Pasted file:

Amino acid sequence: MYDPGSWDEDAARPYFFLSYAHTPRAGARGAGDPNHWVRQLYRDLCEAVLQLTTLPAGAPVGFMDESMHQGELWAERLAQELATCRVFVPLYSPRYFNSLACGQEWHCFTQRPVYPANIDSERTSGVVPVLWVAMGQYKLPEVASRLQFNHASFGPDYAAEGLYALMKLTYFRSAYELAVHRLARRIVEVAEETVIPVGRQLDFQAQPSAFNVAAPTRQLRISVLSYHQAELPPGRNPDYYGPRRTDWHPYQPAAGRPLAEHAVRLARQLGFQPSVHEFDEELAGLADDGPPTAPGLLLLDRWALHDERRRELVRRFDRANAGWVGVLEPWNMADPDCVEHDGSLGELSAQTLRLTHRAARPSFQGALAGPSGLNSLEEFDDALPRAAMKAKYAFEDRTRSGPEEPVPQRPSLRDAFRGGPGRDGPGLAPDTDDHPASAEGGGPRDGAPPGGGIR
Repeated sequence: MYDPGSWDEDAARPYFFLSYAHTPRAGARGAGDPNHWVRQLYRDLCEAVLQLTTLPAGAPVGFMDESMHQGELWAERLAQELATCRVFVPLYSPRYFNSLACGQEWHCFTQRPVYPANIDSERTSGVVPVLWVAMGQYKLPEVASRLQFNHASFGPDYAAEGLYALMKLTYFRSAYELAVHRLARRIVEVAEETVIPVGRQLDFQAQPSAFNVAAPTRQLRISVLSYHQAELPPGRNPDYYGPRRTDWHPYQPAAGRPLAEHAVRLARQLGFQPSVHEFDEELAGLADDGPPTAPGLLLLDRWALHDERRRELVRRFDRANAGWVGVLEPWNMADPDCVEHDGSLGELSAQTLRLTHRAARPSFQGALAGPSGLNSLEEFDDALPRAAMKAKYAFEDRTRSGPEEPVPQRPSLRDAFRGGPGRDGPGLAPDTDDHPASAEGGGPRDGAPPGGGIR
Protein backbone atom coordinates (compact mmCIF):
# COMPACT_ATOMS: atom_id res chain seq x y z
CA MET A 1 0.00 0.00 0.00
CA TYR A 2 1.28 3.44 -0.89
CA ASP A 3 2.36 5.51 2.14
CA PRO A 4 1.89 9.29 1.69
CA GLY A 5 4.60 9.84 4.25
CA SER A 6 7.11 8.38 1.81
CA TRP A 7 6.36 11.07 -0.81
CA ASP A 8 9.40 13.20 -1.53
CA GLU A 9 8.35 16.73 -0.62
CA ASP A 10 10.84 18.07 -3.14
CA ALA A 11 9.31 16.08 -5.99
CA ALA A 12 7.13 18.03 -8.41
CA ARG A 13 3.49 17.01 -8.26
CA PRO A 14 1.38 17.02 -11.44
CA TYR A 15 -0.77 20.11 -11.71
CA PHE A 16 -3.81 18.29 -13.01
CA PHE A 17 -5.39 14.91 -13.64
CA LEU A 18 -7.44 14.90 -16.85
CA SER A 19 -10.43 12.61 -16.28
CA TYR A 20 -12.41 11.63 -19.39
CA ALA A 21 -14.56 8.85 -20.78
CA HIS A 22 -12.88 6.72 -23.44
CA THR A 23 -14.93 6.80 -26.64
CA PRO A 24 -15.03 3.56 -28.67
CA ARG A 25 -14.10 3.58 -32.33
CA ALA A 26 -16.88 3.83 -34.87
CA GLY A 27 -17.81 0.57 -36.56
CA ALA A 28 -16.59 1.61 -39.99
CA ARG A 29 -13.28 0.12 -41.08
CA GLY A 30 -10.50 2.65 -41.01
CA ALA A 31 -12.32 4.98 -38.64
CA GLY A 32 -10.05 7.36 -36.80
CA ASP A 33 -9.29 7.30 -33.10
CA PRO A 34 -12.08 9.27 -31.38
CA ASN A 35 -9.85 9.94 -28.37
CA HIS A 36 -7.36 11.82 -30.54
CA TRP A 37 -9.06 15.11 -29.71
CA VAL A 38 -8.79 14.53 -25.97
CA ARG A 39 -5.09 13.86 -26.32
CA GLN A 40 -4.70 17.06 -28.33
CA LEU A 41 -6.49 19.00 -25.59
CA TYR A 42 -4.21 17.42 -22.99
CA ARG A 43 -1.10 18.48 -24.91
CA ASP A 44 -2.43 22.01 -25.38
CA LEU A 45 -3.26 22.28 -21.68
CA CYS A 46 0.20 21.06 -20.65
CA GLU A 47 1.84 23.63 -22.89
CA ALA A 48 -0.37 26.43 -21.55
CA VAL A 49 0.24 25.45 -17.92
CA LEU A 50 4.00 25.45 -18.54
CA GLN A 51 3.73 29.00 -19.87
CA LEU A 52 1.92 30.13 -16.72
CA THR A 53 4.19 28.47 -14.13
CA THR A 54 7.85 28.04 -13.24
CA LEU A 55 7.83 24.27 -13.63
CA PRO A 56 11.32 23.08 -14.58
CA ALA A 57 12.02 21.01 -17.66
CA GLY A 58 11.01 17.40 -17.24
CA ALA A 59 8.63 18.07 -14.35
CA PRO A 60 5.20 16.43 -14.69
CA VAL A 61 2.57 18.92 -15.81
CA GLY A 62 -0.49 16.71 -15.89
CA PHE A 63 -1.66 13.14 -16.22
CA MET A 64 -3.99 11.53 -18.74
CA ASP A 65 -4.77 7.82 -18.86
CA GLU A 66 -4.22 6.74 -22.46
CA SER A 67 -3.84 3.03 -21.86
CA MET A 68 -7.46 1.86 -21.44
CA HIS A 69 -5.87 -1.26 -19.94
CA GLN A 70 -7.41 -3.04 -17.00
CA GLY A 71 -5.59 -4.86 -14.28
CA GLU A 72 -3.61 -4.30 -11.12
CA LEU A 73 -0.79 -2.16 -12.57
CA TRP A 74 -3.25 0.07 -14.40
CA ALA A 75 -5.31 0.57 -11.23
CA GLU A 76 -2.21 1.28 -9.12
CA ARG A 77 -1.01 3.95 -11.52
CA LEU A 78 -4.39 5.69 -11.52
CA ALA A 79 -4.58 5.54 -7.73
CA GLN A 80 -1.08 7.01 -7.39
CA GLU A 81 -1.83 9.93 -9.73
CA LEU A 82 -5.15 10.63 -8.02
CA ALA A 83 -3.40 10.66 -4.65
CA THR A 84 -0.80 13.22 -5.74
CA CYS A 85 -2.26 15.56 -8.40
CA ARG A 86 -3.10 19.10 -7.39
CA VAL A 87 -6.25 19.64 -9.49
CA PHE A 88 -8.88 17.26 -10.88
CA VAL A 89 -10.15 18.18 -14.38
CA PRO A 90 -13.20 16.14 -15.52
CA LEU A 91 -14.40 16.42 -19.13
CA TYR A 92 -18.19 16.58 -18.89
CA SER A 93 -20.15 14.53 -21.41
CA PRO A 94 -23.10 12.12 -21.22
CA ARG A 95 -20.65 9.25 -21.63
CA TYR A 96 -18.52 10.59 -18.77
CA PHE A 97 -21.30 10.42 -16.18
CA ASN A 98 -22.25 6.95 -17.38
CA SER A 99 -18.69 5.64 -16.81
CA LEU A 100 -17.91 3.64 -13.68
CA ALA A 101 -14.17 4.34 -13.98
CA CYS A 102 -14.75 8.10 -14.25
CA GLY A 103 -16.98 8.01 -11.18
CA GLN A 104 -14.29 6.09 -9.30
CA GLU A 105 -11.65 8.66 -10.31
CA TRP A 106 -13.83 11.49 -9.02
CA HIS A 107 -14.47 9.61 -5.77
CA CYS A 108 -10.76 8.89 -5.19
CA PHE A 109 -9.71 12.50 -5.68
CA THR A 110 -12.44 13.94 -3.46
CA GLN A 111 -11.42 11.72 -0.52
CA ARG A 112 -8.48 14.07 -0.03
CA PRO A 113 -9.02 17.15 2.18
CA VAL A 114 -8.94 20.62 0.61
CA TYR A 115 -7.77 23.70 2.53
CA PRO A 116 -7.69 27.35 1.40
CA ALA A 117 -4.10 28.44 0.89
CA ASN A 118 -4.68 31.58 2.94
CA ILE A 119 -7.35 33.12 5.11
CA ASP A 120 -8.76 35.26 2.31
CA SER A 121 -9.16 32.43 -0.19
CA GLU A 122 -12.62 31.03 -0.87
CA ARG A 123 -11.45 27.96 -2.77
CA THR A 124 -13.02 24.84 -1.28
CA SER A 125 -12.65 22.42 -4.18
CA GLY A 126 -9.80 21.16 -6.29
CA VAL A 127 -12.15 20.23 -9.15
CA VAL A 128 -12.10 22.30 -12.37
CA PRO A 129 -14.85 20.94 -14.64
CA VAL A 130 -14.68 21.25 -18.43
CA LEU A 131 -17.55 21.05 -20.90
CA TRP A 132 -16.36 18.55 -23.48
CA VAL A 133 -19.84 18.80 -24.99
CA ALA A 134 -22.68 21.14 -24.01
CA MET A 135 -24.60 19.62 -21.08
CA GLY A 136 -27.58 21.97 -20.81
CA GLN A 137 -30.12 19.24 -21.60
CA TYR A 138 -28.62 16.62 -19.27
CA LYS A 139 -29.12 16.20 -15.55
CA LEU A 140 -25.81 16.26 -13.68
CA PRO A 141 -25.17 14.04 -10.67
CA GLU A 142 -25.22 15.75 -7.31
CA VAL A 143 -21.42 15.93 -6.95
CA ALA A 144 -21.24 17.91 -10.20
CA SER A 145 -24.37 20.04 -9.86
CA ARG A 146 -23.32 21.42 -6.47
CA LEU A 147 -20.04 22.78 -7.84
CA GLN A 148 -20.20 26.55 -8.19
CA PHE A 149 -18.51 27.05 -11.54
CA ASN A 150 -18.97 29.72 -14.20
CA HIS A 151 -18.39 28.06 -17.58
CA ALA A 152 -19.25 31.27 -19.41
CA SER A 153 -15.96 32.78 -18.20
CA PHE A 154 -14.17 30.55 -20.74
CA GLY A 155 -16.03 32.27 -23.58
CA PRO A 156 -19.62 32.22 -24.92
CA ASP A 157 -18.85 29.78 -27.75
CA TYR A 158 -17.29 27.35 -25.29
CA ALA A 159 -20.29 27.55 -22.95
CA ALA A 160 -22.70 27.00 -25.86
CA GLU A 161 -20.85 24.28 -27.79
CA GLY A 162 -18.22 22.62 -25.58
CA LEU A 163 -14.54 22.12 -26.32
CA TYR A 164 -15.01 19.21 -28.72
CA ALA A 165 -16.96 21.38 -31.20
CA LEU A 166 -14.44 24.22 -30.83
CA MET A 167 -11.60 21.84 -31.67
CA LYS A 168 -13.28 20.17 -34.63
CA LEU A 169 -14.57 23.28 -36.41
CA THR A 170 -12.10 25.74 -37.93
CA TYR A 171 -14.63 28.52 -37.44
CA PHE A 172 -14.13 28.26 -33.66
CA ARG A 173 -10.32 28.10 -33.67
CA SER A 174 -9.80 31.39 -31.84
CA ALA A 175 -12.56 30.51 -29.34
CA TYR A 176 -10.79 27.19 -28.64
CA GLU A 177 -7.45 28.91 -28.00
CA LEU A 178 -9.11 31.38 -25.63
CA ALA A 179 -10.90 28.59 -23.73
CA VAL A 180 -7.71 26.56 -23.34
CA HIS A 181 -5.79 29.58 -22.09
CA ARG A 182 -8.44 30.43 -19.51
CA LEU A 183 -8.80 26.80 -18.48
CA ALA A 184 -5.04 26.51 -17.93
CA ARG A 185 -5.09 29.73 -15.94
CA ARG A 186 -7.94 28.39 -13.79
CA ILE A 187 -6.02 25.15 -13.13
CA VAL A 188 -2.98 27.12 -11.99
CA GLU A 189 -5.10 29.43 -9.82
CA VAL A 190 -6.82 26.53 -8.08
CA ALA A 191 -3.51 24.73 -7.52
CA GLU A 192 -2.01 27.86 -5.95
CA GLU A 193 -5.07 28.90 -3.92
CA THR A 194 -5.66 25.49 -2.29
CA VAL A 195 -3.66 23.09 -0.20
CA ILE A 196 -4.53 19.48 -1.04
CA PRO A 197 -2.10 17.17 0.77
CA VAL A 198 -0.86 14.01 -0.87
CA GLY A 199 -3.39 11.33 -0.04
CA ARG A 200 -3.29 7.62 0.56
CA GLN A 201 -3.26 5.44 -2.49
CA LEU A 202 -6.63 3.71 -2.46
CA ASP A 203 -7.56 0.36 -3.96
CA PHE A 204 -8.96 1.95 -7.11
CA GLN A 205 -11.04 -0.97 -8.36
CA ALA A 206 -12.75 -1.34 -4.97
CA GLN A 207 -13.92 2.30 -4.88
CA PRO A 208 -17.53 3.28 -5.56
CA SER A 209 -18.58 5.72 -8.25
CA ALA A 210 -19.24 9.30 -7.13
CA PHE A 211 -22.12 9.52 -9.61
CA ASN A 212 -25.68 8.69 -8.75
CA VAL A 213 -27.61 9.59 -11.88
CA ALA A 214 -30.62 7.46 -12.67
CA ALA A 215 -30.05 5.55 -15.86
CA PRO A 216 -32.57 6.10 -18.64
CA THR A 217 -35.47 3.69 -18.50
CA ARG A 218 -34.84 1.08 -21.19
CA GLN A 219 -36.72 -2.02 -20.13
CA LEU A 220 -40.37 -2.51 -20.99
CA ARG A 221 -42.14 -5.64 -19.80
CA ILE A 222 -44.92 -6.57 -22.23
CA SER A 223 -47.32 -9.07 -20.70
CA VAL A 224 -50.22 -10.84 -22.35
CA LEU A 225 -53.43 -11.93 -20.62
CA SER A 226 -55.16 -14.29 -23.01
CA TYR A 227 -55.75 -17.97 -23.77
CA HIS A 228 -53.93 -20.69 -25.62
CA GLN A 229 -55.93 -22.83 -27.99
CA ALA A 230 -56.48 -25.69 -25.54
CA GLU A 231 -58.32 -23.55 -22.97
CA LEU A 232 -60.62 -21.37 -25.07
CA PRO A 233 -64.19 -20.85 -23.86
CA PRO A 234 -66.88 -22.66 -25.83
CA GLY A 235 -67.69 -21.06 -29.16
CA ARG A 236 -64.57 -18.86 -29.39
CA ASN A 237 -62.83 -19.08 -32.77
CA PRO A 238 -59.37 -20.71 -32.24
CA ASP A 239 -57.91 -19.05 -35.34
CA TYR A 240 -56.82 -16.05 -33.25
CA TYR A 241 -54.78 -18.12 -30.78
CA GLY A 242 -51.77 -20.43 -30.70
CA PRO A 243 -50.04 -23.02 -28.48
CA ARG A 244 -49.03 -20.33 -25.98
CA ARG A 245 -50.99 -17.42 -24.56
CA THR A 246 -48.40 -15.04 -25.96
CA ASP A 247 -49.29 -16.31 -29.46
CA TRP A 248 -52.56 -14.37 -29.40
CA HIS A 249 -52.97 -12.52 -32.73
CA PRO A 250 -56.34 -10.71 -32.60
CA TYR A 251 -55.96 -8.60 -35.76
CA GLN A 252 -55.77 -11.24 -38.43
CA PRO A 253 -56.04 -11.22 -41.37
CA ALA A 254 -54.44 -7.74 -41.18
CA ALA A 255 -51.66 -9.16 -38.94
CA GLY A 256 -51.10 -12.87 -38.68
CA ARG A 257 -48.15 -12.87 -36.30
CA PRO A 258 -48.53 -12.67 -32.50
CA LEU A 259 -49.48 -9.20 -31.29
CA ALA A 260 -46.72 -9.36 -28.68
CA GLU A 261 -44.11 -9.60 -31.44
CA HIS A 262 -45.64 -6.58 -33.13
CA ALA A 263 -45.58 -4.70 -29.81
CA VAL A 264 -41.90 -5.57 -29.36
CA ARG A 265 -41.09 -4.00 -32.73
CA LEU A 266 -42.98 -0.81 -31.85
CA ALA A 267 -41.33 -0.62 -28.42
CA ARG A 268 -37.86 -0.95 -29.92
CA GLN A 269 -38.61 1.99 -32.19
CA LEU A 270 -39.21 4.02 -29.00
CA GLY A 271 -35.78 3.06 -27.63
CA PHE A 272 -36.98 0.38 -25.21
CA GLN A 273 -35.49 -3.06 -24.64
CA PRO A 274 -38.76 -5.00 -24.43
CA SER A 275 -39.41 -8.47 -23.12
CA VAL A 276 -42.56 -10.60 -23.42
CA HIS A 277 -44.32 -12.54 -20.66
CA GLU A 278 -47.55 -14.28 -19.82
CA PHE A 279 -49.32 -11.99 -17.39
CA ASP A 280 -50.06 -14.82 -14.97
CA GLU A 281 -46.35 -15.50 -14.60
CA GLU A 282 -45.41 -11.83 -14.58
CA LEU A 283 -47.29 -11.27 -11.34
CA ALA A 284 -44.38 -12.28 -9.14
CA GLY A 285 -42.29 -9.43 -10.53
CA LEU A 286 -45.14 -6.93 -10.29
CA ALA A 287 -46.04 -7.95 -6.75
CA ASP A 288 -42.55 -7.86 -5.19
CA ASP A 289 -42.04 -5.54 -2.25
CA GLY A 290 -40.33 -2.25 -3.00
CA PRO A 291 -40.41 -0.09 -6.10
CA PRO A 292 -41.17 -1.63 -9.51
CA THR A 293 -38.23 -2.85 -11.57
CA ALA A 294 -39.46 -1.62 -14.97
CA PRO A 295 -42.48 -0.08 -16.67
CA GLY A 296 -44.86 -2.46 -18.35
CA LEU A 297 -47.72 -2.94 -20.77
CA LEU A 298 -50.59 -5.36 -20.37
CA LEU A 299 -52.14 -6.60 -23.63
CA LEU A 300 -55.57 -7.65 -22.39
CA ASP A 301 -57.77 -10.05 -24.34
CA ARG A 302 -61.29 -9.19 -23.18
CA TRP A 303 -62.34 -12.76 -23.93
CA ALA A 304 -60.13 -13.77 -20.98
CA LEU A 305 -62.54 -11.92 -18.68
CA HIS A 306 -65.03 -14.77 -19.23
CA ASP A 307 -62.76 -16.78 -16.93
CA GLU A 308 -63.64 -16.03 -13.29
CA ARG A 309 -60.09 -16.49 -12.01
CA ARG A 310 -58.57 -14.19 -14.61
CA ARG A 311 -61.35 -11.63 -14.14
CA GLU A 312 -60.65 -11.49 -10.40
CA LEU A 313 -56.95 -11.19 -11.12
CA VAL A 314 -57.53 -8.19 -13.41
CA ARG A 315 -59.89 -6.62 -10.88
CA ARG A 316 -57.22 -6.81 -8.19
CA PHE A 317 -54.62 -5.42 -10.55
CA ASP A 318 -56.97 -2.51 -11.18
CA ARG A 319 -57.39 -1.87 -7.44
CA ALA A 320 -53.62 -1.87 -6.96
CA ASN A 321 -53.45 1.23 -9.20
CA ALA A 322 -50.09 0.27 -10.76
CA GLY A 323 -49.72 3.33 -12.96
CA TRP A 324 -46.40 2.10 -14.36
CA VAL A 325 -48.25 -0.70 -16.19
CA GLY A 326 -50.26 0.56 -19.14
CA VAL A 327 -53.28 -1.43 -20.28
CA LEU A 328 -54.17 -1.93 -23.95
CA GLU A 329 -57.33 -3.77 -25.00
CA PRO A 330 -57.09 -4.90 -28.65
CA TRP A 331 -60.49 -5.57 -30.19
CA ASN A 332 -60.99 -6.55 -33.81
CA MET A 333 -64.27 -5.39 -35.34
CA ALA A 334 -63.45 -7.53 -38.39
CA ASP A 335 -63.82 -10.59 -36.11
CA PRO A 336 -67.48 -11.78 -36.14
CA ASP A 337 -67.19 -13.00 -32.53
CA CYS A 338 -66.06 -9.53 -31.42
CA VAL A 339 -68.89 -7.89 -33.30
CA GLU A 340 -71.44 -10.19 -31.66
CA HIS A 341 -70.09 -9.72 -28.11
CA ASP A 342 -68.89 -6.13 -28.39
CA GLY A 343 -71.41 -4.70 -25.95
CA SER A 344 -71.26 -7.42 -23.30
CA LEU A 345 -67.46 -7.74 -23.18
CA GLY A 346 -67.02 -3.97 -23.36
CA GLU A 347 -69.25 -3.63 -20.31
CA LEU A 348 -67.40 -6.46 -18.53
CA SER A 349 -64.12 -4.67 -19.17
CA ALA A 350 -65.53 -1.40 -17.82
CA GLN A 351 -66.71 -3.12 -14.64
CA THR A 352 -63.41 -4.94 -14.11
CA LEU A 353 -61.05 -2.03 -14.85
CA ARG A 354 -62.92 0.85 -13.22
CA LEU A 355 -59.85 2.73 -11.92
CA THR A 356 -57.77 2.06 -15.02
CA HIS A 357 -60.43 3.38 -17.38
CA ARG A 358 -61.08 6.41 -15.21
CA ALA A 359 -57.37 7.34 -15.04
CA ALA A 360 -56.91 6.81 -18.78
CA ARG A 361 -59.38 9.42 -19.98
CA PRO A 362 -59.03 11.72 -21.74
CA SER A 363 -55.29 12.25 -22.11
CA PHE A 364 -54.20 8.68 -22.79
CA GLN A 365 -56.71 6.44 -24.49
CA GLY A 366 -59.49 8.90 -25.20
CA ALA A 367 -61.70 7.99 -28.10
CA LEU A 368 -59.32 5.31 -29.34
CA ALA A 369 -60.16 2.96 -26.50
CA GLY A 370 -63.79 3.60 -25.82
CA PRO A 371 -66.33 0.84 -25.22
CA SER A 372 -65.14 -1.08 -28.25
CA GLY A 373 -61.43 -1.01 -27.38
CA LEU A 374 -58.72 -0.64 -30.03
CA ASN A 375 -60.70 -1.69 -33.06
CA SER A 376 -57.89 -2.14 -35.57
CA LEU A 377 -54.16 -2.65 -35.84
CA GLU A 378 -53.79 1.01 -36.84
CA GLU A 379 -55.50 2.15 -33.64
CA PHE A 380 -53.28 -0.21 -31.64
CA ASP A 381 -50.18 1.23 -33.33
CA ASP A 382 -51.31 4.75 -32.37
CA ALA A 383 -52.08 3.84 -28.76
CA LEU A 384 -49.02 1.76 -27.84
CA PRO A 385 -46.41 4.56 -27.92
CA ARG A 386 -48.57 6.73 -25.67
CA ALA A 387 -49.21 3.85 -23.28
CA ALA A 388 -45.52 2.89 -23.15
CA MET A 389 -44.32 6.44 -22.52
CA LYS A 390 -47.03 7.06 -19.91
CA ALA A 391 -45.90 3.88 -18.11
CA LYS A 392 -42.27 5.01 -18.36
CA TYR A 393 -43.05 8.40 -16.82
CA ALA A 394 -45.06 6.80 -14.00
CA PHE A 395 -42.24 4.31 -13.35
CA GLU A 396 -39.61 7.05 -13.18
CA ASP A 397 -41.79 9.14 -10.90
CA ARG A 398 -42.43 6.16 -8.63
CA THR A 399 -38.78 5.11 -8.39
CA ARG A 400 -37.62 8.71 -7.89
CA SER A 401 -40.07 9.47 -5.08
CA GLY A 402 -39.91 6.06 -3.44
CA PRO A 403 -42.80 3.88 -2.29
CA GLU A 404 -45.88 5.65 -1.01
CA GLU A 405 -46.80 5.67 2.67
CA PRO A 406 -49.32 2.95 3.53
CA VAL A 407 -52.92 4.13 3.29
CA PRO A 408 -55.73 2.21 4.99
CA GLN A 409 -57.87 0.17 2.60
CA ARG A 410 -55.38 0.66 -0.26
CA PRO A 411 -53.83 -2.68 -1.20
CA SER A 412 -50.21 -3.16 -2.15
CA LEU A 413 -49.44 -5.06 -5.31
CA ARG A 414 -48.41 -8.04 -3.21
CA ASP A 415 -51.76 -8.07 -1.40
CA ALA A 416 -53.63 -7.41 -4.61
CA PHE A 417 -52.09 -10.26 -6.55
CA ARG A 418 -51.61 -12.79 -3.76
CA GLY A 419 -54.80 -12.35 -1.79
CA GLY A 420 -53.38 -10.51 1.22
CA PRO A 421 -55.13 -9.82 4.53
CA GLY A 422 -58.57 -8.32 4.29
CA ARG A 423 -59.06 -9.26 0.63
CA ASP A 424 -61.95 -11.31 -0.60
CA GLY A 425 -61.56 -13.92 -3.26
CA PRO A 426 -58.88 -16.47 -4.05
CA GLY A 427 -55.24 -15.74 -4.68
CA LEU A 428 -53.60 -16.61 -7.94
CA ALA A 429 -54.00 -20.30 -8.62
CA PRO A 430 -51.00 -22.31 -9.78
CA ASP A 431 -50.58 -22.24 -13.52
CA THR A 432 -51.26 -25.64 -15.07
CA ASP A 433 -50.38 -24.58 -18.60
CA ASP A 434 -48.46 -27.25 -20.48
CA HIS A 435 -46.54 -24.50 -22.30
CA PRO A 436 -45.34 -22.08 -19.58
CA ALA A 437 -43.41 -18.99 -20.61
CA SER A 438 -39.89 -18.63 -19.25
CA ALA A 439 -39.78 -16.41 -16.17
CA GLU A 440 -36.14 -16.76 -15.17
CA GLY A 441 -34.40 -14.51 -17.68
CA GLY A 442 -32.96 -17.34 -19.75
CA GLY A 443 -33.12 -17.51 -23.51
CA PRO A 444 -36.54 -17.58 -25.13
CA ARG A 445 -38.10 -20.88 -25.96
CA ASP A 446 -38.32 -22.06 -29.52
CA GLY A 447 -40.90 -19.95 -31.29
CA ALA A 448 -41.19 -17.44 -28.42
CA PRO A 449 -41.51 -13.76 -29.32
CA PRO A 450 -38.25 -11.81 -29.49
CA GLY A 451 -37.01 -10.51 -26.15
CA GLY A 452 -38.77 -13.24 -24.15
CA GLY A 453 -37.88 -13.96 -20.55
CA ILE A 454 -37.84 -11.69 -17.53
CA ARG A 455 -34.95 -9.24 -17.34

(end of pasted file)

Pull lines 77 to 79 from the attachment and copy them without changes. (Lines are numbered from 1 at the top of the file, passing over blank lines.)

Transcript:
CA LEU A 73 -0.79 -2.16 -12.57
CA TRP A 74 -3.25 0.07 -14.40
CA ALA A 75 -5.31 0.57 -11.23